Salmonella warning: Shoppers urged to check eggs following food poisoning threat

Salmonella bacteria could be found in Port Stephens Eggs with a best-before date up to and including June 8, 2019. Consumers have been advised to dispose of the eggs or to return them to where they were bought, where they’ll then be entitled to a full refund. Proof of purchase for the recalled product is not necessary.

Salmonella bacteria could be found in Port Stephens Eggs with a best-before date up to and including June 8, 2019

The eggs are available to buy in 700g free range dozens and 800g jumbo free range dozens from butches as well as independent stores.

The warning has been delivered to Australian shoppers by the NSW Food Authority.

NSW Food Authority chief executive Der Lisa Szabo previously said there has been a higher number of salmonella enteritis (SE) contaminated egg recalls in recent weeks because of a cluster of interconnected forms across the New South Wales state.

“This is one of a number of recent recalls that are related to the detection of this particular organism,” she said.

“SE is a particular strain of Salmonella that we haven’t seen linked to NSW eggs before.

“We are working with the NSW Department of Primary Industries (DPI) to actively target it through increased surveillance and testing, in cooperation with the egg industry. To date we have identified seven affected premises in NSW.”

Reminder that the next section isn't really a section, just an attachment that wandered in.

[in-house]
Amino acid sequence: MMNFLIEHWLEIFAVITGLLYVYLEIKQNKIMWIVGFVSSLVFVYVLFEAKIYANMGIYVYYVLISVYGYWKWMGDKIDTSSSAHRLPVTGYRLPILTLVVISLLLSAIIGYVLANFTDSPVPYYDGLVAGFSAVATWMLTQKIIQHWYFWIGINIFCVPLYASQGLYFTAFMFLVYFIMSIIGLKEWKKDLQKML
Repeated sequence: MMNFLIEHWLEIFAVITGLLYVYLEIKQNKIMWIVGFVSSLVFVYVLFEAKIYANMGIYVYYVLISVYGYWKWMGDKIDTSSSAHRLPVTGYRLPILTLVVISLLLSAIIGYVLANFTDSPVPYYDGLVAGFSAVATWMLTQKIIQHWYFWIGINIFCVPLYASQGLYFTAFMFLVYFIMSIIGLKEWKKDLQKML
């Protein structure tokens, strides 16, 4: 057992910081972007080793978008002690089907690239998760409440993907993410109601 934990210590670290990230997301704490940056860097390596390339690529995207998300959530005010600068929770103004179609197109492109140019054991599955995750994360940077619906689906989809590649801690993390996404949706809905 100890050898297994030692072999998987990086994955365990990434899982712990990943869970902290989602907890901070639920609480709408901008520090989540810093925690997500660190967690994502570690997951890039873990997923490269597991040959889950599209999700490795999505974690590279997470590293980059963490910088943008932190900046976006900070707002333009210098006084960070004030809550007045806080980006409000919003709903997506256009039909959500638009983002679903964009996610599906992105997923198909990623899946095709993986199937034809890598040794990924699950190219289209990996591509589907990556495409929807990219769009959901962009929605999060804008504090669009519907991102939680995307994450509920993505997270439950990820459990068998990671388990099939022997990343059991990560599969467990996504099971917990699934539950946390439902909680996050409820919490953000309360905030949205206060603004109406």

Can eggs in the UK carry a salmonella risk?

Salmonellas are a group of common bacteria that cause food poisoning, according to the Food Standards Agency, and can be found in eggs.

The bacteria usually spreads by inadequate cooking and through cross-contamination.

Other foods the salmonella bacteria is most often found in include:

  • Raw meat
  • Undercooked poultry such as chicken or turkey
  • Unpasteurised milk

The government departmental body adds the elderly and people whose immune systems are not working properly have a greater risk of becoming severely ill with food poisoning caused by salmonella.

Symptoms of food poisoning to watch out for

According to the NHS, symptoms include:

  • Feeling sick (nausea)
  • Diarrhoea
  • Being sick (vomiting)
  • Stomach cramps
  • A high temperature of 38C or above
  • Feeling generally unwell – such as feeling tired or having aches and chills

Symptoms usually pass within a week and can be treated at home. You can also call 111 for advice.

But if any other symptoms occur or symptoms last longer than this, see your GP.

How to avoid food poisoning

The health body also lists 10 ways to prevent food poisoning:

  • Wash your hands
  • Wash worktops
  • Wash dishcloths
  • Use separate chopping boards
  • Keep raw meat separate
  • Store raw meat on the bottom shelf
  • Cook food thoroughly
  • Keep your fridge below 5C
  • Cool leftovers quickly
  • Respect ‘use-by’ dates

Last month, Coronation Street star Kym Marsh revealed she had suspected salmonella poisoning.

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